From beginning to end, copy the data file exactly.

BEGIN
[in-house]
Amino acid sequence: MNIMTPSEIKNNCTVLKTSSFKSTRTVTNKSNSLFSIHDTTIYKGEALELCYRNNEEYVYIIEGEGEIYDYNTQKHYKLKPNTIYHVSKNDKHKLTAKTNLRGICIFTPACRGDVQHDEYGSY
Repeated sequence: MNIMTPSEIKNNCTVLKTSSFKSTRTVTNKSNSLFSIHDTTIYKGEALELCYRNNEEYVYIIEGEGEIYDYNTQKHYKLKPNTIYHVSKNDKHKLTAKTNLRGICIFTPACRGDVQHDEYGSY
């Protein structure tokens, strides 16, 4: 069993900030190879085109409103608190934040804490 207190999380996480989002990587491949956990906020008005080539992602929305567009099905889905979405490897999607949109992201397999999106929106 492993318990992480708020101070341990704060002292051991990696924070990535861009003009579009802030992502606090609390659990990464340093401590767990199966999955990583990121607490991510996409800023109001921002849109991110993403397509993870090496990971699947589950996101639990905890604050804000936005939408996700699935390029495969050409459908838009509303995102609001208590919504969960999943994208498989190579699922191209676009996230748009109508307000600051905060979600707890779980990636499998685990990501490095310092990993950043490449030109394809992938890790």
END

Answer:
[in-house]
Amino acid sequence: MNIMTPSEIKNNCTVLKTSSFKSTRTVTNKSNSLFSIHDTTIYKGEALELCYRNNEEYVYIIEGEGEIYDYNTQKHYKLKPNTIYHVSKNDKHKLTAKTNLRGICIFTPACRGDVQHDEYGSY
Repeated sequence: MNIMTPSEIKNNCTVLKTSSFKSTRTVTNKSNSLFSIHDTTIYKGEALELCYRNNEEYVYIIEGEGEIYDYNTQKHYKLKPNTIYHVSKNDKHKLTAKTNLRGICIFTPACRGDVQHDEYGSY
């Protein structure tokens, strides 16, 4: 069993900030190879085109409103608190934040804490 207190999380996480989002990587491949956990906020008005080539992602929305567009099905889905979405490897999607949109992201397999999106929106 492993318990992480708020101070341990704060002292051991990696924070990535861009003009579009802030992502606090609390659990990464340093401590767990199966999955990583990121607490991510996409800023109001921002849109991110993403397509993870090496990971699947589950996101639990905890604050804000936005939408996700699935390029495969050409459908838009509303995102609001208590919504969960999943994208498989190579699922191209676009996230748009109508307000600051905060979600707890779980990636499998685990990501490095310092990993950043490449030109394809992938890790």